Most truck drivers who quit their jobs do so to make more money elsewhere, spend more time at home or to retire. However, one in five drivers who leave are flagged for health problems and that is prompting trucking companies to offer wellness programs and step up recruiting and retention efforts, according to a survey released May 11 by HireRight, a firm that provides background checks, drug and health screening and other recruiting services to companies throughout the world.
“Driving is a physically demanding profession and getting proper rest, eating right and maintaining an exercise routine is a challenge due to the nature of the job,” said Steven Spencer, managing director of transportation for HireRight, which is based in Irvine, California, “The workforce is aging and attracting younger drivers remains a challenge due to the trucking lifestyle.”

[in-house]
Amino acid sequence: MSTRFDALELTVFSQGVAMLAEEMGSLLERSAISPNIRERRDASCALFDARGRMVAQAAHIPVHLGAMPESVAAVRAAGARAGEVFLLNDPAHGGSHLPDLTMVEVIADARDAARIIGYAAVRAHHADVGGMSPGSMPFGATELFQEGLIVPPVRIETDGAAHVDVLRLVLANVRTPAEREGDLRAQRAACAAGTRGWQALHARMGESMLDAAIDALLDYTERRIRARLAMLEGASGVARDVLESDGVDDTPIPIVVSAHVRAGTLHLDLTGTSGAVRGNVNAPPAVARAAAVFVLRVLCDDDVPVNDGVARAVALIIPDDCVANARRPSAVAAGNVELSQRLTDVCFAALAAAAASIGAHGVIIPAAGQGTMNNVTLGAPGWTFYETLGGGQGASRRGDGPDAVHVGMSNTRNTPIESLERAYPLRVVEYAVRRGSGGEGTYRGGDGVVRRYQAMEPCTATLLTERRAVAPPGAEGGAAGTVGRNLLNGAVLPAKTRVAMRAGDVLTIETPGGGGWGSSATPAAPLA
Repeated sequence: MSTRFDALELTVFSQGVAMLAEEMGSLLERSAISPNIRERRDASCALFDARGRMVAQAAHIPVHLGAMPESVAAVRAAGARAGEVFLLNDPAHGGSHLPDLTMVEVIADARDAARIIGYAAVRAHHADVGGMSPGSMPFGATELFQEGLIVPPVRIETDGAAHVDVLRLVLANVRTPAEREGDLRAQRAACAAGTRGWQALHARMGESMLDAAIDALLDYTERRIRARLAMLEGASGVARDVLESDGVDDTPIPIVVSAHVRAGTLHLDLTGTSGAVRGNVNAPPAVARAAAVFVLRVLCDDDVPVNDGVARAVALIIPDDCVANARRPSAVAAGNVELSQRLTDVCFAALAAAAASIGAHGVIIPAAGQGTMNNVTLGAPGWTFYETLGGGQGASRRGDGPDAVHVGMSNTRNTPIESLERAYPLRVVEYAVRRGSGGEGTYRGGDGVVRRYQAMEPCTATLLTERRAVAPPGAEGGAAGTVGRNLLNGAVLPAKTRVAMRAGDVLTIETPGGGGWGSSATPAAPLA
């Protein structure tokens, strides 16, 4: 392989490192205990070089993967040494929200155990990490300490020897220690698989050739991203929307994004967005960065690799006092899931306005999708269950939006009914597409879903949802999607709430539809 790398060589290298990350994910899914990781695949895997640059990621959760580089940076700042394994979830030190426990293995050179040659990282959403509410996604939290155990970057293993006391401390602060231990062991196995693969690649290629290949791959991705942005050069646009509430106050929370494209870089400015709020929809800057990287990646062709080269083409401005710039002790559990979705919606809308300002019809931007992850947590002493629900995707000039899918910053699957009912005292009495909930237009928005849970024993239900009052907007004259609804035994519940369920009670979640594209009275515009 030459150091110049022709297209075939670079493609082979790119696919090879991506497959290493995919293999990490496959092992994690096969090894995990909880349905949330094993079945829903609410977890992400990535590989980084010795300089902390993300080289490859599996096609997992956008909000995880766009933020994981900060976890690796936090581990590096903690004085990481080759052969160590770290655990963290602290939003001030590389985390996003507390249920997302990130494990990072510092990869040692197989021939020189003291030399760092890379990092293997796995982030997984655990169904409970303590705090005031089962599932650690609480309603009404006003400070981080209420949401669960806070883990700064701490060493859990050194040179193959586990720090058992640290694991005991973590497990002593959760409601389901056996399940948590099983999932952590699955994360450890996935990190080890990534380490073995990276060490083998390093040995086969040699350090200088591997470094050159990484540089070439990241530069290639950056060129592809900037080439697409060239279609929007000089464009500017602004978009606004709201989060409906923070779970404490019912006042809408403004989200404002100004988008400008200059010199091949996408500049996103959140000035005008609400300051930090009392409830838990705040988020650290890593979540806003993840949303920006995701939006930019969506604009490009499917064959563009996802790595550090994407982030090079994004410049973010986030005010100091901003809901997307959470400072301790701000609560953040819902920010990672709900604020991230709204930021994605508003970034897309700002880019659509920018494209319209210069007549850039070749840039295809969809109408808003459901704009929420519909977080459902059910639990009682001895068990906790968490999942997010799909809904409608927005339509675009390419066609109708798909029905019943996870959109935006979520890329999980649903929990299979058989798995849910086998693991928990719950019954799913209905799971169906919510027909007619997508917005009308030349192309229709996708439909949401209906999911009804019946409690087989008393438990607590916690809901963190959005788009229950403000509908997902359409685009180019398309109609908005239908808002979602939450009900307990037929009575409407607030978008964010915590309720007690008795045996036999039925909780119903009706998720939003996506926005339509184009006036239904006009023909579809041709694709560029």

The transportation industry is willing to spend money to attract and retain talent, Spencer noted.
COMING MAY 18: LiveOnWeb on Driver Health, Wellness From A to Zzzzz
In addition to wellness initiatives, survey respondents said they were increasing pay (51%), upgrading equipment (49%) and offering recognition and rewards programs (41%) as part of an effort to recruit and retain drivers. A large majority of fleets (57%) said they have invested in driver appreciation events and 35% said they offer flexible work arrangements.
Companies are also creating longer orientation and training periods and, in some cases, appointing a driver liaison or mentor to help new drivers acclimate to the job.
Additional details from the HireRight Transportation survey can be found at its website.